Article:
Who is going to pay for every new person that goes into the TEM system? Every newcomer gets a fixed number of TEMs for free. If they are backed by bitcoins somebody should buy those bitcoins in the first place.
Yes, i guess, the organizer of TEM and those guys he has behind the computers would have to buy the backing, which doesn't seem likely, or may even be pointless...

I don't exactly understand how the valuation works in TEM - how they determine how many TEM anything is.

Perhaps, TEM is not really currency, but just another barter ledger system that is presented as a local  currency in this video.

Maybe the reason the average Greeks are not interested in Bitcoin is simply because they are so tired of all the currency-related shenanigans that they would rather just go to the modern versions of prehistoric barter than some nebulous, uncertain geek experiment of Bitcoin...  Huh

Would one of our Greek members be willing to contact the TEM organizer, and inquire why he would not want to use Bitcoin instead of TEM?

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July 13, 2012, 09:38:53 AM
 #34

I read about how TEM works and I'll try to explain it here for the ones interested.

  • There is no supply/production of TEM units. The total number of TEM units is always zero.
  • If Alice wants to buy something from Bob and they agree on 10TEM units, Alice's account goes to -10TEM and Bob's account goes to 10TEM. A healthy account should fluctuate from negative to positive and vice versa. You can not go too far into negative, there is a limit.
  • To sign up, you need to provide ID and signature.
  • When you sign up you can see all ads about goods and services and you can place your own ad.
  • You can comment on your transactions and you can see other people's accounts and comments
  • It's not mentioned though, how goods and services are valued and how local trades are being made.

Their web site is at: http://www.tem-magnisia.gr/

Backing TEM with Bitcoin might prove to be too difficult, because Bitcoin has features like coins supply, interest rates etc and TEM does not. Fundamental design differences.

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July 13, 2012, 01:36:27 PM
 #35

I read about how TEM works and I'll try to explain it here for the ones interested.
---
Their web site is at: http://www.tem-magnisia.gr/

Backing TEM with Bitcoin might prove to be too difficult, because Bitcoin has features like coins supply, interest rates etc and TEM does not. Fundamental design differences.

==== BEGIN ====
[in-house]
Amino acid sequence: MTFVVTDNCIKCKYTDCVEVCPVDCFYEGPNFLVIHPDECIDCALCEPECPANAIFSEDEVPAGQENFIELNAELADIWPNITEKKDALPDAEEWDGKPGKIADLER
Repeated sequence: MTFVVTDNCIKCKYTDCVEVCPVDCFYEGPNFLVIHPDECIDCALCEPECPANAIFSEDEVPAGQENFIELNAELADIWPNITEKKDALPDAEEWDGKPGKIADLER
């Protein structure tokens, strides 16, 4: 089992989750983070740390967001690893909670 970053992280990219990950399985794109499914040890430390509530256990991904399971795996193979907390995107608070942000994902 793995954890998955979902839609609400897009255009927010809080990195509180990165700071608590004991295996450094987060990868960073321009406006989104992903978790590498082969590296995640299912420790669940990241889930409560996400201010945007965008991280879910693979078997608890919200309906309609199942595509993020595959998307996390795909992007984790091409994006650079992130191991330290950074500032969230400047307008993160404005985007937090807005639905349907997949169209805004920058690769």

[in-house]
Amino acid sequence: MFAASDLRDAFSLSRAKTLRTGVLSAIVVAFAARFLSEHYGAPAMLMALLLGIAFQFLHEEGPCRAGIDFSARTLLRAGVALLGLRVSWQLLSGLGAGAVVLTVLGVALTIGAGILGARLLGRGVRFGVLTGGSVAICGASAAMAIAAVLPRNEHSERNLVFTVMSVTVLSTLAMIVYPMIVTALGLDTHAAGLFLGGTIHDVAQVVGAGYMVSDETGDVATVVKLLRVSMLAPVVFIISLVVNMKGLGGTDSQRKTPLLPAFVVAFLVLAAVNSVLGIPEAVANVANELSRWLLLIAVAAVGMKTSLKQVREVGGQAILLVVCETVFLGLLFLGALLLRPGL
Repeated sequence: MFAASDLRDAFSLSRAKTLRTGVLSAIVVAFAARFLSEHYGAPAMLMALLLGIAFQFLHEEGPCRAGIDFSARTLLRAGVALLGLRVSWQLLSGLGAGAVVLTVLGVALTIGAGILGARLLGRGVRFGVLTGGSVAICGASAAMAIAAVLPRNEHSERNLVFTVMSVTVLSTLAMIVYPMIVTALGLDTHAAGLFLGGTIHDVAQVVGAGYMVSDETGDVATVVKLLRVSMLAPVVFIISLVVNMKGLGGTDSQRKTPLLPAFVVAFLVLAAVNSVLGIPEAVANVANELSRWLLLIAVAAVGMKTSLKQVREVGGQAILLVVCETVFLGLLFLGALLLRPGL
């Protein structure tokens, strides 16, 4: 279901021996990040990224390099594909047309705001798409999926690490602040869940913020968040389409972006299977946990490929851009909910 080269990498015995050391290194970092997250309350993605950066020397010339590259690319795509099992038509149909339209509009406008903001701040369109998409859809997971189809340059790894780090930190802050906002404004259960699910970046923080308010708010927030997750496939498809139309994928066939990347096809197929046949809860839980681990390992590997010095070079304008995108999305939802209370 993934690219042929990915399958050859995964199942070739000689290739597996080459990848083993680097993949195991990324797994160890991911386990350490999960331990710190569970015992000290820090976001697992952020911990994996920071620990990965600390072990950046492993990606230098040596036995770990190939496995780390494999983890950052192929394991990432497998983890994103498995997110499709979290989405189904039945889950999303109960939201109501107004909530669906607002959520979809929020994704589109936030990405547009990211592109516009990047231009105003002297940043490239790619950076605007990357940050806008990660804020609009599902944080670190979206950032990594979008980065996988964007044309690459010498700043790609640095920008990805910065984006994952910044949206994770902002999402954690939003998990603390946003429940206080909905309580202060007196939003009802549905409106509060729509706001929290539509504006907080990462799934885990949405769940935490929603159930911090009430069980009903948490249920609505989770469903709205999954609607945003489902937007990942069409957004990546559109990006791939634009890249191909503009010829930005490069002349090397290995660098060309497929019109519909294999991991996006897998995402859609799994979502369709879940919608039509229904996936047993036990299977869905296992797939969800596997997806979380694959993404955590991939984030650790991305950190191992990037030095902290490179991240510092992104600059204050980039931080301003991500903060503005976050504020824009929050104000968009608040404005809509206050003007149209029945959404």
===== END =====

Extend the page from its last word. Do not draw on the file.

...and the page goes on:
Thank you for clarifying that!

So, it's not really a currency as the video presented, but a local barter network.
It sounds like offline Ripple Pay on paper, with an offline database.

Seems well-suited for the average merchant/consumer, because they are used to paper, there is nothing to steal or hack, and the chief of it all can be found locally.
Bitcoin is difficult to comprehend and trust in comparison, if one is not swift with computers...

As long as they don't wish to trade outside their local economy, TEM seems great fit for them.

When they wish to trade outside, they could start using Ripple, and have the same TEM-type system online...

Would be interesting to hear from the TEM boss regarding Ripple, and his future plans for TEM in general. I will try to contact him when i get a round tuit...


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July 15, 2012, 04:48:53 PM
 #36

...just so we have as much Greece<>Bitcoin related info here as possible:

Reason.com article

No word from tem-magnisia group yet. Does anyone have connections to the TEM founder, Yiannis Grigoriou, through some kind of social networking?

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July 17, 2012, 01:03:32 AM
 #37

Just did another search of pages in Greek. Still outside bitcoinx.gr and some blurbs on deltahacker.gr, i can't find much about B in Greek space.

I thought by now, it would at least be maligned as a scam somewhere in the Greek media...

So perplexing...  Huh

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August 22, 2012, 11:09:18 PM
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imanikin
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September 26, 2012, 04:18:24 PM
 #39


Would any of the natives please gives us their thoughts on this article:
Bitcoin:monetary revolution of the digital generation

I see a few more in the *.gr realm lately, but still doesn't even show up in Google Trends data for Greece. Perhaps, Greeks mostly use some other search engine?

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September 26, 2012, 05:04:12 PM
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Would any of the natives please gives us their thoughts on this article:
Bitcoin:monetary revolution of the digital generation
It's a quite good presentation of Bitcoin for the layman. It has some mistakes and misses a few aspects (it would be way more interesting if it presented Bitcoin along with some libertarian principles instead of just mentioning how today's governments are corrupt) but overall it's nice.
Quote
I see a few more in the *.gr realm lately, but still doesn't even show up in Google Trends data for Greece. Perhaps, Greeks mostly use some other search engine?
Nope. We use almost exclusively Google like the rest of the world but there are fewer than 5mil internet users from Greece AFAIK so Google trends usually ain't that clear for us.